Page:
After about 28 days on board the icebreaker Kapitan Dranitsyn, our Leg 3 team has arrived to the the Research Vessel Polarstern! We are currently at 88.3 degrees N and 31.3 degrees E, less than 120 miles from the North Pole.
The roughly four-week transit cruise started slowly, as we were anchored in the fjord outside of Tromsø for six days. Storms in the Barents Sea led to waves around 5-6 meters (and sometimes as high as 12 meters) tall, and the ship’s captain made the decision to wait out the storm in the safety of the fjord. Once the storm passed, we sailed in open water for two days before entering the sea ice pack.
I have spent the last few years of my life studying sea ice from above –mainly using satellite and aircraft-based data. Getting to see the sea ice with my own eyes was an entirely new and extremely gratifying experience. Immediately clear was the abundance of unique features and small-scale complexities in the sea ice cover that are not easily resolved from satellite data. When viewed from hundreds of kilometers away, the sea ice often appears uniform and relatively simple. When on a ship just a few meters from the ice itself, however, one can see just how dynamic and variable (and beautiful!) the ice cover can be.
Once in the sea ice pack, our ship, the Kapitan Dranitsyn, had the arduous task of breaking through the ice to reach Polarstern. Most icebreakers only operate from spring to autumn, when the ice is thinner and can be more easily broken. We, however, were traveling very far north in the heart of winter – something that is seldom attempted due to the frigid weather conditions and thickness of the sea ice. We moved slowly at times, but eventually made our way to Polarstern. According to the Alfred Wegener Institute, the head organization of MOSAiC, this was the first time that a ship has made it this far north under its own power so early in the year, which is a new record in the history of polar research. It was truly an impressive feat, and we are all grateful for the Dranitsyn crew members who made it possible!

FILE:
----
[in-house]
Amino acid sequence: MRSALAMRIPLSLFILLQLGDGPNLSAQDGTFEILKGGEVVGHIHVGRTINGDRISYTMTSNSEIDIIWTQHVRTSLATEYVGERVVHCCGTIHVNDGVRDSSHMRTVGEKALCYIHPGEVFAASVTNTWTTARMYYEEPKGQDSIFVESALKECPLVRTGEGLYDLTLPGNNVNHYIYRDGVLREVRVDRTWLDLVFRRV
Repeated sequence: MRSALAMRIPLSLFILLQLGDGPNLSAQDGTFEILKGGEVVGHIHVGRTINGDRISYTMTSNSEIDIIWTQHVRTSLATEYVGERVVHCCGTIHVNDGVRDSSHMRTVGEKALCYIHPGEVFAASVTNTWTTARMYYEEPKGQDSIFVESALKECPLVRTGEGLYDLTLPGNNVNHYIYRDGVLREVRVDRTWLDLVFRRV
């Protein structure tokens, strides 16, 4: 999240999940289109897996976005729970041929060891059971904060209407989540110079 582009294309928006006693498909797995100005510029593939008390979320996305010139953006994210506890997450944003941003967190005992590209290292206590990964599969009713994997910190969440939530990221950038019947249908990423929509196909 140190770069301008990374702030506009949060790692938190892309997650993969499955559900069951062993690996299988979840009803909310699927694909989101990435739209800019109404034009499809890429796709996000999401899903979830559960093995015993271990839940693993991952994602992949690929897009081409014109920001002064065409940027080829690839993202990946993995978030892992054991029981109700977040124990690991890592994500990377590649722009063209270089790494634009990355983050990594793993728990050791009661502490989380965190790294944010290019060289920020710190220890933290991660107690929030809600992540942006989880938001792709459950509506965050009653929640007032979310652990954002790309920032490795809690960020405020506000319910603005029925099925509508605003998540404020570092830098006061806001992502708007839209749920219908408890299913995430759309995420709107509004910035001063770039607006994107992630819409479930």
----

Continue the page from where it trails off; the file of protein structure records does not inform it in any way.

Given the difficulty of the mission to reach Polarstern, our transit time ended up being longer than expected. Instead of the planned two to three weeks, it took us a little over four weeks to reach our destination. While this was a long time to spend on a ship, it was invaluable for getting to know our fellow teammates, planning our tasks and experiments that we will begin when we reach the MOSAiC floe, and learning about everyone’s scientific plans for the expedition. We have been keeping quite busy, often with more than four meetings or seminars each day. Outside of our work, we spend time at the gym, have trivia and karaoke nights, and play card games. There was even a ship-wide ping pong tournament!
Now that we have arrived, we will begin our handover activities. This means that we will work closely with members of the Leg 2 team on board MOSAiC to learn our measurement procedures and responsibilities on board Polarstern. After a few days of handover, the Leg 2 team will depart for home on Dranitsyn, and we will be left on board Polarstern to officially commence Leg 3 of MOSAiC.
Now the real work begins!